A Guide to Layer Blending in Photoshop

A Guide To Layer BlendingheaderPhotoshop’s layer blend modes are a useful tool that often seems far more complicated than it actual is and often users stay away from experimenting with layer blend modes till they feel a little more advanced. The truth is that layer blend modes can be extremely simple to use and can make your editing workflow a lot quicker. Photoshop gives a large number of options to layer blend modes, but in reality there are a few that you will be using most. This tutorial will attempt to simplify layer blend modes and their options to give you a comprehensive guide to layer blending in Photoshop.

Below are the three images that will be used in this tutorial to create one composite image, primarily using layer blend modes used to achieve the desired effect.


The first image you will open in Photoshop is your skeleton image that you will be building on – in this case the moon. This layer can be left alone – it will not be changed in any way apart from changing the crop slightly.

In the case of this tutorial the second images is the Infoparrot logo. First, we want to shape this image to fit the shape of the moon as well as possible. Likely, apart from enlarging it you will have to transform it further. To transform it quickly hold the keyboard shortcut ‘Cmd’ (Ctrl for Windows) and drag the image corners to fit the shape.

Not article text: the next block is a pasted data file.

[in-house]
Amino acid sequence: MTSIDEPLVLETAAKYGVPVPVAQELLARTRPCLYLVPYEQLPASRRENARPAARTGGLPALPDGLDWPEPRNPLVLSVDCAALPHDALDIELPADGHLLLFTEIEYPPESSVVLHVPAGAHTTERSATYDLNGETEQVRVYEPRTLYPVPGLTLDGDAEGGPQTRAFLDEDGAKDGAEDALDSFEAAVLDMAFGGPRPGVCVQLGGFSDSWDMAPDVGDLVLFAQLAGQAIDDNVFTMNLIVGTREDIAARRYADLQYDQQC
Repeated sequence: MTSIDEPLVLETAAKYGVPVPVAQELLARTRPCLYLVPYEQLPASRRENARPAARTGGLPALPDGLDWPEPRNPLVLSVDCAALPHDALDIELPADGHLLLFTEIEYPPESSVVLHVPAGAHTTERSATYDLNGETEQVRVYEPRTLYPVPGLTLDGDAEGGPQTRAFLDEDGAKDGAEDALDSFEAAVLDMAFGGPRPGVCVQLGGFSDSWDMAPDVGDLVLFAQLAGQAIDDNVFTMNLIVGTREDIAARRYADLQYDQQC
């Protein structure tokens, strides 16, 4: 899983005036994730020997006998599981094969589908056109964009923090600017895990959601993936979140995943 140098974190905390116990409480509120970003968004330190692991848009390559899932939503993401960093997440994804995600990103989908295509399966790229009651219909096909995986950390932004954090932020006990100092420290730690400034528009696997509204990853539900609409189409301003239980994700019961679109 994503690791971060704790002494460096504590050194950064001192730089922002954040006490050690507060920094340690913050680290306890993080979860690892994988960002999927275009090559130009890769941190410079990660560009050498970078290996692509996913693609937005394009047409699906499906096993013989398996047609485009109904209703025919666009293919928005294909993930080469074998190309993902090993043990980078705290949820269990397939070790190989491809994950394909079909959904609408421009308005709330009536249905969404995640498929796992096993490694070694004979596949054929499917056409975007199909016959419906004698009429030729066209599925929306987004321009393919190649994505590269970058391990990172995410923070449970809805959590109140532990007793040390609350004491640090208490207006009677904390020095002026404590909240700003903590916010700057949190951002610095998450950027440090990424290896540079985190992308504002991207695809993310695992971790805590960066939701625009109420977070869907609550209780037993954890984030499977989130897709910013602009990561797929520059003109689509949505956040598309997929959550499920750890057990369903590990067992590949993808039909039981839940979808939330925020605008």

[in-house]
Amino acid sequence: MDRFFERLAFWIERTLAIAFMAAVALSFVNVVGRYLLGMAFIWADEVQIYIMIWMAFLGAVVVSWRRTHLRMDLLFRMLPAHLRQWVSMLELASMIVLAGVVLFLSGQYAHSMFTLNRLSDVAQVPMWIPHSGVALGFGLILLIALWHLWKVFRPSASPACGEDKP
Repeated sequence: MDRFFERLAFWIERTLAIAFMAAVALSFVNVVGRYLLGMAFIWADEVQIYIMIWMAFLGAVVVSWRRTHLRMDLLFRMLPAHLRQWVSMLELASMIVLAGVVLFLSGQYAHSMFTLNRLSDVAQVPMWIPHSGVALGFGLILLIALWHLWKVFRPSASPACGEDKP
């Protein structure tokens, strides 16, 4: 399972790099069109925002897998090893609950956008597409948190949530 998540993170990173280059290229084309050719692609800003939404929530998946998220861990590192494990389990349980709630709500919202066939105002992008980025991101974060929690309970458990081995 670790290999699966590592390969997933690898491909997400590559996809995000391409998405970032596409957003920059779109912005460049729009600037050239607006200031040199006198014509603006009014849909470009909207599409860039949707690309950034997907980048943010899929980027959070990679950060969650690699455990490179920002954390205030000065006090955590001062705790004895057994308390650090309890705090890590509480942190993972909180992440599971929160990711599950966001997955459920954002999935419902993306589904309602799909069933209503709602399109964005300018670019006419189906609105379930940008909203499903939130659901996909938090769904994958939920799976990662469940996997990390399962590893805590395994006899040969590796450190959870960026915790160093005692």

Your next step is where Photoshop blending modes begin. You can quickly access all blend modes by opening the drop down menu in the layer panel. In total you will find 27 layer blend modes, but in practice you will most often use only few of them. They are divided into 6 categories. In the first section you have your default normal mode and dissolve mode. Second section has the five modes (Darken, Multiply, Color Burn, Linear Burn, Darker Color) that result in a darkening effect of the layer. Third section creates the opposite effect and brightens your image (Lighten, Screen, Color Dodge, Linear Dodge, Lighter Color). The fourth section changes the brightness and contrast on the way the layer affects the layer underneath (Overlay, Soft Light, Hard Light, Vivid Light, Linear Light, Pin Light, Hard Mix). The fourth section blend modes invert the properties of the layer, and the last section drastically changes the color properties of the layer.